- BY a1accounting
- POSTED IN Blog
- WITH 0 COMMENTS
- STANDARD POST TYPE
At the end of every A1 Accounting blog post, we ask you, the reader, if we can help.
We love to help, especially when it comes to small businesses and their taxes.
But now, we’re all being called upon to help in a different way.
The floods that last week struck our beautiful city and its surrounding areas have left some communities devastated. Some Albertans have lost everything. Homes will need to be rebuilt and restoration work will continue for months and months.
We are there to help each other, though. Friends and neighbours are coming together to help each other clean up the mess that the Bow has left behind. Thousands reportedly showed up at McMahon Stadium on Monday when Mayor Naheed Nenshi put out the call for volunteers. He requested only 800.
But that’s who Calgarians are. Even before the SOS was issued, people were asking on Twitter and Facebook how they could help, when the cleanup would start and what was expected of us all.
The Calgary Clean Up page on Facebook has more than 33,000 likes and crowd sources who needs help and who’s able to give it.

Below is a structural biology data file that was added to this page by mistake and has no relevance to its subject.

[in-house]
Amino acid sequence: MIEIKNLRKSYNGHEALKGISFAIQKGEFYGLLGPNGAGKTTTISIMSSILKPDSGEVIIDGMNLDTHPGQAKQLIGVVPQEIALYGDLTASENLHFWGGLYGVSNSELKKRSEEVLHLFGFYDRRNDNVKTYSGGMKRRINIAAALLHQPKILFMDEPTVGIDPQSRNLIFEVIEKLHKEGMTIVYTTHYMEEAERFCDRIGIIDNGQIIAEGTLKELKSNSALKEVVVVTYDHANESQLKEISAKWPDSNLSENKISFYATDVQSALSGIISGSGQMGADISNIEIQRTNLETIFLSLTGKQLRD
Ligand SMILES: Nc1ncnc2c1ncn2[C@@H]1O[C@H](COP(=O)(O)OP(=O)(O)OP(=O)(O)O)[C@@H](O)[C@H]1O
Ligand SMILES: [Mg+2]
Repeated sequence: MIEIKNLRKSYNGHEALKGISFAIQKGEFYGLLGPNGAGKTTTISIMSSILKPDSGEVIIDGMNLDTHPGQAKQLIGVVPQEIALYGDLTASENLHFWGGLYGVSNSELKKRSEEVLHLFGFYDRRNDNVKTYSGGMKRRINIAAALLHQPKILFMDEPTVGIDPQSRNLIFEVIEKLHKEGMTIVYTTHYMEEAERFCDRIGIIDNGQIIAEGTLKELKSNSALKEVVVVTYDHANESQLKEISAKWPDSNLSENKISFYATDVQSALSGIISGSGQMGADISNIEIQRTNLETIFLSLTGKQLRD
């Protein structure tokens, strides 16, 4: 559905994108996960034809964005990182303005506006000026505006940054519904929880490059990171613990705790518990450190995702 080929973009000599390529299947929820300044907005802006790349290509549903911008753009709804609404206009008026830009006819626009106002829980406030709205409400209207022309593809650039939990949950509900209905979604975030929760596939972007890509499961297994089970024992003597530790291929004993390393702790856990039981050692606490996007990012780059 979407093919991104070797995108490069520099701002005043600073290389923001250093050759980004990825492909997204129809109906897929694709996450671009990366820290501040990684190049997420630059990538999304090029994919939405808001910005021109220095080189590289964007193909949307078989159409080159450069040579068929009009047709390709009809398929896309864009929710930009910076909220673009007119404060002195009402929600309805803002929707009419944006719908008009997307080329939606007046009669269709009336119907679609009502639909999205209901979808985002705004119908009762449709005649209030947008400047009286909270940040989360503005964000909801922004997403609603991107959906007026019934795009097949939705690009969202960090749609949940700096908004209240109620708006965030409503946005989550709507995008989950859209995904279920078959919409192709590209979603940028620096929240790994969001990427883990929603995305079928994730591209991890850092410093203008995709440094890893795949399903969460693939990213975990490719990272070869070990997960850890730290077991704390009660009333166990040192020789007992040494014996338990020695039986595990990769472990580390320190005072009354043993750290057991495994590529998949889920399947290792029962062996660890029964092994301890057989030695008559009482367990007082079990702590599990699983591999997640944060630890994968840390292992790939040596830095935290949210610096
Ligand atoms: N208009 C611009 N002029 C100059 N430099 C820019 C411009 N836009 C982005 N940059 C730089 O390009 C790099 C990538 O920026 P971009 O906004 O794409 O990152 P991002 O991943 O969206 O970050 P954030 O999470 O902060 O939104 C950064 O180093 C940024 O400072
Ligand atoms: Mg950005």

For instance, just this morning Dwayne Dickson posted that he could get his Jeep group to aid in the recovery of stuck vehicles or provide transport over rough terrain.
Or there’s the father and son team from Saskatoon who came to Calgary with a hydro vac truck to pump out basements for free.
Others have donations.
Still others are asking for help.
The Facebook page has a website, YYCHelps, established just a few days ago and got 38,000 hits on Monday alone.
KnackThat, a blog that helps homeowners find skilled tradespeople, is putting together a list of volunteers from trades industry to help fix the homes damaged by the flood.
And then there’s the simple act of donating to the Canadian Red Cross. You can send money online via the Red Cross website, or you can buy one of these nifty T-shirts from the Calgary Stampede.
All proceeds will be donated to the Canadian Red Cross Alberta Floods Fund, which is providing relief to flood victims.
The show must go on, even though there’s a lot of cleanup to do in the next week or so. The Stampede is scheduled to start on July 5.
The Stampede is a Calgary icon and our city’s resilience will be demonstrated in this terrific event.
We are Calgary. We can take a beating, but thanks to its people, their love and compassion for each other, and their determination, we will come through this stronger.
Can you help?